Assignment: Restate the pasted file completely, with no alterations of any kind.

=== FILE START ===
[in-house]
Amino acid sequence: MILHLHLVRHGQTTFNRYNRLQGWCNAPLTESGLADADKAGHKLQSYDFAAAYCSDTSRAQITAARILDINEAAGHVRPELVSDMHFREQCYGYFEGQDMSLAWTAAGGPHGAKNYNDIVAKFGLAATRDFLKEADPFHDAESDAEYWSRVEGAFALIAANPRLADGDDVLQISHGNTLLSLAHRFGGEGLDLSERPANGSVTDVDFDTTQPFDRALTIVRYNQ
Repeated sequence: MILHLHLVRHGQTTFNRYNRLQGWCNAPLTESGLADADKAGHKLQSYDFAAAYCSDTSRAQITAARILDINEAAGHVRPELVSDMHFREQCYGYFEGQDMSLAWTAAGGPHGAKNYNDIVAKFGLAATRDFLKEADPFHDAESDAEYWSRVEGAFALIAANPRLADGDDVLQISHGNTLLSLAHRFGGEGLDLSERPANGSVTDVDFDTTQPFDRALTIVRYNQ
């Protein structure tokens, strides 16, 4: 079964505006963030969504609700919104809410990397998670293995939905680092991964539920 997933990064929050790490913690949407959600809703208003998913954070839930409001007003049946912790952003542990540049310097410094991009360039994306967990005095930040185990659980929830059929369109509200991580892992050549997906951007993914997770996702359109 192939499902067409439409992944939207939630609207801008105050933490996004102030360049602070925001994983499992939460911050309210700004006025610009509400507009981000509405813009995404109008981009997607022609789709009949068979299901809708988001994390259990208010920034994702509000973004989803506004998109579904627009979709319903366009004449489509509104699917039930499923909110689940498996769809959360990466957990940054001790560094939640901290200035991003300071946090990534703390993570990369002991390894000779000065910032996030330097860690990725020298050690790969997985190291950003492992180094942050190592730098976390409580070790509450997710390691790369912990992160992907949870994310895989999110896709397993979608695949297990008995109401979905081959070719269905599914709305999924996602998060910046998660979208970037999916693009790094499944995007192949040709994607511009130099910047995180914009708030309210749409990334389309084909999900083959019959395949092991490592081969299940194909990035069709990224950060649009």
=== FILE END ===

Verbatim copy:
[in-house]
Amino acid sequence: MILHLHLVRHGQTTFNRYNRLQGWCNAPLTESGLADADKAGHKLQSYDFAAAYCSDTSRAQITAARILDINEAAGHVRPELVSDMHFREQCYGYFEGQDMSLAWTAAGGPHGAKNYNDIVAKFGLAATRDFLKEADPFHDAESDAEYWSRVEGAFALIAANPRLADGDDVLQISHGNTLLSLAHRFGGEGLDLSERPANGSVTDVDFDTTQPFDRALTIVRYNQ
Repeated sequence: MILHLHLVRHGQTTFNRYNRLQGWCNAPLTESGLADADKAGHKLQSYDFAAAYCSDTSRAQITAARILDINEAAGHVRPELVSDMHFREQCYGYFEGQDMSLAWTAAGGPHGAKNYNDIVAKFGLAATRDFLKEADPFHDAESDAEYWSRVEGAFALIAANPRLADGDDVLQISHGNTLLSLAHRFGGEGLDLSERPANGSVTDVDFDTTQPFDRALTIVRYNQ
């Protein structure tokens, strides 16, 4: 079964505006963030969504609700919104809410990397998670293995939905680092991964539920 997933990064929050790490913690949407959600809703208003998913954070839930409001007003049946912790952003542990540049310097410094991009360039994306967990005095930040185990659980929830059929369109509200991580892992050549997906951007993914997770996702359109 192939499902067409439409992944939207939630609207801008105050933490996004102030360049602070925001994983499992939460911050309210700004006025610009509400507009981000509405813009995404109008981009997607022609789709009949068979299901809708988001994390259990208010920034994702509000973004989803506004998109579904627009979709319903366009004449489509509104699917039930499923909110689940498996769809959360990466957990940054001790560094939640901290200035991003300071946090990534703390993570990369002991390894000779000065910032996030330097860690990725020298050690790969997985190291950003492992180094942050190592730098976390409580070790509450997710390691790369912990992160992907949870994310895989999110896709397993979608695949297990008995109401979905081959070719269905599914709305999924996602998060910046998660979208970037999916693009790094499944995007192949040709994607511009130099910047995180914009708030309210749409990334389309084909999900083959019959395949092991490592081969299940194909990035069709990224950060649009």